In Practice: can cement be sustainable?

Dr. Geoff J. Nesbitt, CEO of Verditek, looks at how technology can reduce emissions for contractors.

Usually, associating the words ‘concrete’ and ‘footprint’ will conjure up images of perfectly preserved footprints pressed into setting concrete by small children or animals – a common fixture in many municipalities.

However, as the most abundant man-made material on earth, conventional concrete comes with a significant emissions problem. As concrete’s main by-product, CO2 emission from cement production has a huge carbon footprint.

7% of global man-made greenhouse emissions come from cement and in 2017 alone global cement production was responsible for around 4 billion pounds of CO2 emissions. Dwindling CO2 supplies recently impacted various industries in the UK, sparking conversations around the potential re-use of CO2 captured in other industries.

While this could become a longer-term goal, cement producers should have already begun to explore carbon capture solutions in reaction to intensifying pressure to reduce greenhouse gas emissions on a global scale.

Pressure Rising

Carbon capture technology will essentially provide cement producers in any country that is applying the COP21-Paris accord rules with a renewed license to operate.

The 195 governments that signed the Paris Agreement in 2016 (possibly excluding America) will be implementing COP21 as a regulation that forces their industries to take action.

From the cement industry to oil, gas, manufacturing and beyond, industries must recognise COP21 as the official prompt to start budgeting for adjustments they must make to meet the moving climate change targets and to explore solutions that will realistically aid them in meeting those targets.

It’s not just governments that are demanding change. There is mounting demand for sustainability from the general public too.

One survey conducted by YouGov on behalf of the Carbon Trust found that 55% of UK consumers would feel “much more than positive” about a company that has reduced the carbon footprint of its products.

Moreover, two-thirds of consumers across the UK, France and Germany would now like to see a recognisable carbon footprint label on goods. But it’s not all about everyday products.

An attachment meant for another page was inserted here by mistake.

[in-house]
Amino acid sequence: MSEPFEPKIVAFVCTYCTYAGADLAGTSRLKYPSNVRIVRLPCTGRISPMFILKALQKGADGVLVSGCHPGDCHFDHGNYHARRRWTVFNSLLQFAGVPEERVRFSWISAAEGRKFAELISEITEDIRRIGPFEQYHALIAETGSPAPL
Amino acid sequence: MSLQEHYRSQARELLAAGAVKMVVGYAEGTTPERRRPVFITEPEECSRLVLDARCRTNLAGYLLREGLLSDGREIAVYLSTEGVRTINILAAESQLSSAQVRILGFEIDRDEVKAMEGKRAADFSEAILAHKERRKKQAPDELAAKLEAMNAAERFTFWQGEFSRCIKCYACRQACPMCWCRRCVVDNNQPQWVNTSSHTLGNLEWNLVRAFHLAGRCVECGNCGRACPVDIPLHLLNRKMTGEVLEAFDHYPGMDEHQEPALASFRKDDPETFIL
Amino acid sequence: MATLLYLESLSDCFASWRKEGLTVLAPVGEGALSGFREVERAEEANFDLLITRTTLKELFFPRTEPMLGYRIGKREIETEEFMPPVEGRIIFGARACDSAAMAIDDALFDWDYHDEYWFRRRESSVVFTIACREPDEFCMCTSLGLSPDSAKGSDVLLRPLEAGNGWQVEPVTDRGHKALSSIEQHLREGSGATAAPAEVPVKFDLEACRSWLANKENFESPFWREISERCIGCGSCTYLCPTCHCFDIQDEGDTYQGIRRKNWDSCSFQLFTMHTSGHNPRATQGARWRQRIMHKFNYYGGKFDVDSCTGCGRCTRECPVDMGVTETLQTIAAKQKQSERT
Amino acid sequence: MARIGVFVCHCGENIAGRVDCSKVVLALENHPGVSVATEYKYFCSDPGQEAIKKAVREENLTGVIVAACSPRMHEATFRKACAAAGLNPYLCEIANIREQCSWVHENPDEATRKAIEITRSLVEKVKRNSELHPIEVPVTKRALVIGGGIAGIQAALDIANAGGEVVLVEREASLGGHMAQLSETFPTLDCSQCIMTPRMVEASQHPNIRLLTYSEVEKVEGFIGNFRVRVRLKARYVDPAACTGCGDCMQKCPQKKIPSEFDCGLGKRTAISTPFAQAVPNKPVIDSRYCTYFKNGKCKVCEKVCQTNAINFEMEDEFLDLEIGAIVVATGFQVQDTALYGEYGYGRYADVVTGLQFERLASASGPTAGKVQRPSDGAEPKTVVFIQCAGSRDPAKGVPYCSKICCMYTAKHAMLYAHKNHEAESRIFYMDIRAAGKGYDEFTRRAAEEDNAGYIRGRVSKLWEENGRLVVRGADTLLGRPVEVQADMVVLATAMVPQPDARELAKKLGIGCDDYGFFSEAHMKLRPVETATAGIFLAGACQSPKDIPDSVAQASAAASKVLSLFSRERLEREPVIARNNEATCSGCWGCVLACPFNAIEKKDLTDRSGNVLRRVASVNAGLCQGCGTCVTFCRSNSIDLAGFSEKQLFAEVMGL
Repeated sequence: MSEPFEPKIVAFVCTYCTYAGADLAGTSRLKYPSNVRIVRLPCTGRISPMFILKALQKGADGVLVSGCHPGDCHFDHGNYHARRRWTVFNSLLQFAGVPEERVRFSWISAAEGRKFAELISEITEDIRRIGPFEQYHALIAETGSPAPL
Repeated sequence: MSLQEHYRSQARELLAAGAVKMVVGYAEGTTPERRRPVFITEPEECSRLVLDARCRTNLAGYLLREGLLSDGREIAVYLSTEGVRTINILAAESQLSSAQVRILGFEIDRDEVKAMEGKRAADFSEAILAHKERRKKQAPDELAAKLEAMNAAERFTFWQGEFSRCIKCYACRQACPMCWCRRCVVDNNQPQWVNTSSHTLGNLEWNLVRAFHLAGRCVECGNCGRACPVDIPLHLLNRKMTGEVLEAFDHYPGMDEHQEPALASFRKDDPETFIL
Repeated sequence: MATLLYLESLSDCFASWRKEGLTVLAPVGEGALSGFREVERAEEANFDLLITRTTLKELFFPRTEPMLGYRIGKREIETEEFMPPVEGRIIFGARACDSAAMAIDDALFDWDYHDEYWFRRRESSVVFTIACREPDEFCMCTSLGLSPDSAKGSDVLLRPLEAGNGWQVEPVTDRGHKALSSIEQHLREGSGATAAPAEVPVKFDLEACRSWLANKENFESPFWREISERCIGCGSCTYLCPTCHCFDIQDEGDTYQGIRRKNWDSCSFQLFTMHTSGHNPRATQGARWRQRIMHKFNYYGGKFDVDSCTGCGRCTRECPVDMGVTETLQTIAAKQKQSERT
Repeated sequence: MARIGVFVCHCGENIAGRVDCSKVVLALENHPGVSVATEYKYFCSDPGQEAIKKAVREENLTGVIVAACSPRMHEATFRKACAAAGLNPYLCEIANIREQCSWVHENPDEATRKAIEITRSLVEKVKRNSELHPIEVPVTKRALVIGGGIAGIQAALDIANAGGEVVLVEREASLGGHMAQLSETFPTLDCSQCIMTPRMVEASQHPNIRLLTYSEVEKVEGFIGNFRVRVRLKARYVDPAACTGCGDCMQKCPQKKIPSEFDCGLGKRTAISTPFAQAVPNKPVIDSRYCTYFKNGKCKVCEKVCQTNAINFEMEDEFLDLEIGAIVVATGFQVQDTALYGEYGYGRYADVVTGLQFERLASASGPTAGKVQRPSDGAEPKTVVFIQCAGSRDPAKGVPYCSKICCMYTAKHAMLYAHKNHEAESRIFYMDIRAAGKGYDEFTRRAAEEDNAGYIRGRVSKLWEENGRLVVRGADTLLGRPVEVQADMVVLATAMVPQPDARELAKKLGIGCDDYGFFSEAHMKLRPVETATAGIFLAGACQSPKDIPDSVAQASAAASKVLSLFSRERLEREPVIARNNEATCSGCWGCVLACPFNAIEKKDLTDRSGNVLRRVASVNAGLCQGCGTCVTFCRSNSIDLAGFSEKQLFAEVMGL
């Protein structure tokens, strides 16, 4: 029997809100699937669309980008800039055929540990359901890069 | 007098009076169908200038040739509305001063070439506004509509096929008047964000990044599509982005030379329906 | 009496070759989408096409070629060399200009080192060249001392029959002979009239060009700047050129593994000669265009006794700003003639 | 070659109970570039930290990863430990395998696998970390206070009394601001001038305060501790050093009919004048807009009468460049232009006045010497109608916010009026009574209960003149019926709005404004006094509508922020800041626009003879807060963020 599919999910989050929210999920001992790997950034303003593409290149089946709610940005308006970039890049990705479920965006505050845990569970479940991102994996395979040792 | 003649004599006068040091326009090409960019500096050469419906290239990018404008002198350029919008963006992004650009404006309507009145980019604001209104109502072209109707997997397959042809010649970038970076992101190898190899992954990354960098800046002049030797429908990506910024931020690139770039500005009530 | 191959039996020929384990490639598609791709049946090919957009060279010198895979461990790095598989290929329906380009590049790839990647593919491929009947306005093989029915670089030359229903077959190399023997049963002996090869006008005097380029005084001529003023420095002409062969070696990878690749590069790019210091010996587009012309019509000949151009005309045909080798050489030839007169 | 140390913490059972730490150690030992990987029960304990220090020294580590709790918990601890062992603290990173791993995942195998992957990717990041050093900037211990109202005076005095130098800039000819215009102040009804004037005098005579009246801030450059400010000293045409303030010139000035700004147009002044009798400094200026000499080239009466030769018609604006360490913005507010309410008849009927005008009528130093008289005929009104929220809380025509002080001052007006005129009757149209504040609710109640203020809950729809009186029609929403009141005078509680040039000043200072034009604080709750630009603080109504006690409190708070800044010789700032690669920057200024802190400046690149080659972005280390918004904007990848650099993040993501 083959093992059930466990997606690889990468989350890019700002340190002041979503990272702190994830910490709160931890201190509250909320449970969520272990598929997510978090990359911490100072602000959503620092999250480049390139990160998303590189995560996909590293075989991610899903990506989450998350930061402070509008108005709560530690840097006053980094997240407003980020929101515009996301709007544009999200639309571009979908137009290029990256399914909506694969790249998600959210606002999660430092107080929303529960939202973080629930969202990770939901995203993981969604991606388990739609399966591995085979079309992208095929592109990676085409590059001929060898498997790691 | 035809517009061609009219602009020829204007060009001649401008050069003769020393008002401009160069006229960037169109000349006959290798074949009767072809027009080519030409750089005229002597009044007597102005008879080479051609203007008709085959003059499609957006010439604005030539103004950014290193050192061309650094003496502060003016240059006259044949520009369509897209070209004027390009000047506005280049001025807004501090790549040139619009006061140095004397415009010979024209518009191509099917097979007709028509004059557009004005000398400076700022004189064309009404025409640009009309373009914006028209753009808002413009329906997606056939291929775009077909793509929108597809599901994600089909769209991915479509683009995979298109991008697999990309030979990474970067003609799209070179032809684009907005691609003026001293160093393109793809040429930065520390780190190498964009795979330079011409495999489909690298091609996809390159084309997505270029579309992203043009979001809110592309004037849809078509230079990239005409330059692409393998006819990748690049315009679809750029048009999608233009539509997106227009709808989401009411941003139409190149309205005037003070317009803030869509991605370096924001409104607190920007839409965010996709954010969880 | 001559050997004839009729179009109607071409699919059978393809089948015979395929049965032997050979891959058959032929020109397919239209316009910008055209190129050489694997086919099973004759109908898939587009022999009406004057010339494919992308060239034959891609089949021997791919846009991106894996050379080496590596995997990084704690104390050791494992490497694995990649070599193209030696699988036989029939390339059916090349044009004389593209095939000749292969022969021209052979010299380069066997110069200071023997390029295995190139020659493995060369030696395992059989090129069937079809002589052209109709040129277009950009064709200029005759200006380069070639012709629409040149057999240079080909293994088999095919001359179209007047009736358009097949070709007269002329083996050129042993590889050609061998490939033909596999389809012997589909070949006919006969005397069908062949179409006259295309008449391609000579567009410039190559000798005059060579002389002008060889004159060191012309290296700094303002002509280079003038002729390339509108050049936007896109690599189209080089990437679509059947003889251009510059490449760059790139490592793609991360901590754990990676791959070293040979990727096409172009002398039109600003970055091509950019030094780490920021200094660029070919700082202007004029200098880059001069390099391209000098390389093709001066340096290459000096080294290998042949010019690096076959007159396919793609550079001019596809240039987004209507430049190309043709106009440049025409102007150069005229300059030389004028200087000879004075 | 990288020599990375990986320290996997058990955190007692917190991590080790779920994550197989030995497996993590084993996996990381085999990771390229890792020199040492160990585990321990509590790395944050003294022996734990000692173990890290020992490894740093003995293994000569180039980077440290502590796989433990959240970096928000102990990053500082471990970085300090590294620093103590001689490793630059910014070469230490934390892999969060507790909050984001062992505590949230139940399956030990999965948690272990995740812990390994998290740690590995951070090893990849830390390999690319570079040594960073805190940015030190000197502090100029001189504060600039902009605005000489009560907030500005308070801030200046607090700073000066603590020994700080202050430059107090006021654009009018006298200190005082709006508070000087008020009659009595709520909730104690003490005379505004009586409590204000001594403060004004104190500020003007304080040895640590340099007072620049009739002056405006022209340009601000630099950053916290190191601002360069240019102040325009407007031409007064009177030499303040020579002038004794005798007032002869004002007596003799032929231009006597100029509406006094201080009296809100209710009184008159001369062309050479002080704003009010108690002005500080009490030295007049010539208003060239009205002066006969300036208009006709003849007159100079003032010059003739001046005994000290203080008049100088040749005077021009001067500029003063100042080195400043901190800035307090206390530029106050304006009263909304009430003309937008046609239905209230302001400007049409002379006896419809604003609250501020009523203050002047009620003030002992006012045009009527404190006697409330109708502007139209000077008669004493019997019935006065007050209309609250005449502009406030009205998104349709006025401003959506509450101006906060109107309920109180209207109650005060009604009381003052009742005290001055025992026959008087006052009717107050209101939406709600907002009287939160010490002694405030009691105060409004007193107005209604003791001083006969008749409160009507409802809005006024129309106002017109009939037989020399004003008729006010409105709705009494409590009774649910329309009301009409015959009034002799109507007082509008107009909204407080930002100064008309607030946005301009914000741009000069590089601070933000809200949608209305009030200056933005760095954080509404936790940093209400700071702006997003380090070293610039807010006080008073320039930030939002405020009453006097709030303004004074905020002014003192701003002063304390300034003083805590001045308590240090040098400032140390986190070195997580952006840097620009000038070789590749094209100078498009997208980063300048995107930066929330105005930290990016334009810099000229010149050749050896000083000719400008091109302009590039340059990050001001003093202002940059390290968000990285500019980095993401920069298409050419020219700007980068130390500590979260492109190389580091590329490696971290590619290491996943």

This growing demand for sustainability is likely to extend to every aspect of the world that surrounds us, from eco-friendly materials to greener energy generation in housing, commercial buildings, infrastructure and public spaces.

National Geographic reports that nearly 70% of the world’s population will live in cities by 2050. That’s a 55% increase on today’s figure. While cities cover just 2% of the world’s land surface, they account for 70% of greenhouse-gas emissions.

30% of those emissions are generated by buildings alone. While there are viable alternatives to cement in residential construction with sections such as roofs, walls and floors prefabricated from either wood or MgO materials, commercial and industrial structures which are subject to higher stresses and loads will continue to rely on cement.

Some producers have successfully introduced recycled aggregates into the cement mix, yet only up to 10% can realistically be used in a mix before the strength of the cement is compromised.

As the sustainability movement continues to develop, the pressure to reduce carbon emissions will continue to rise for cement producers.

A Matter of Cost

Given the costs associated with implementing carbon capture technology, it’s hardly surprising that the global cement industry has been seeking subsidisation or some form of financial relief from governments pressuring them to take on the burden of reducing the carbon output.

While there is currently no offer of subsidies, some governments have introduced carbon credit schemes. These, however, have been criticized for falling short of making a significant impact, and in some quarters are seen as a means for governments to capitalise on carbon production.

The cement industry would prefer not to be confronted with the expense of implementing any solution, but it cannot continue to vent CO2 into the atmosphere without consequence.

The only viable option for cement producers is to seek out emerging solutions that can achieve the same results as conventional contractors in a more affordable way.

RFC technology is a relatively compact cost-effective technology for mixing gas with solvents, which is the primary method for washing CO2 from flue gas.

RFC technology has the potential to offer a more affordable method to strip the CO2 from the kiln exhaust thanks to the equipment’s lower cost per tonnage. An RFC unit can be placed next to the exhaust chimney with the exhaust routed to the contactor where the amine solvent will react with the CO2.

The use of these solvents is established and well known to cement producers, however, the latest innovations in RFC technology is less known and the advantages it can offer in a smaller operating burden.

A Step in the Right Direction

Compared to conventional contractors, RFC is more robust and has the advantage of working with precipitating solvents. It could even be possible for producers to lease the technology instead of buying it outright, shifting the proposition to an operating budget instead of a major capital purchase.

While the captured CO2 will still need to be sequestrated or put to use elsewhere – perhaps in some of those industries experiencing a CO2 shortage – RFC provides the first step towards this by enabling the cement producer to reduce the cost of meeting stringent regulations and intensifying demand for carbon footprint reduction from all directions.

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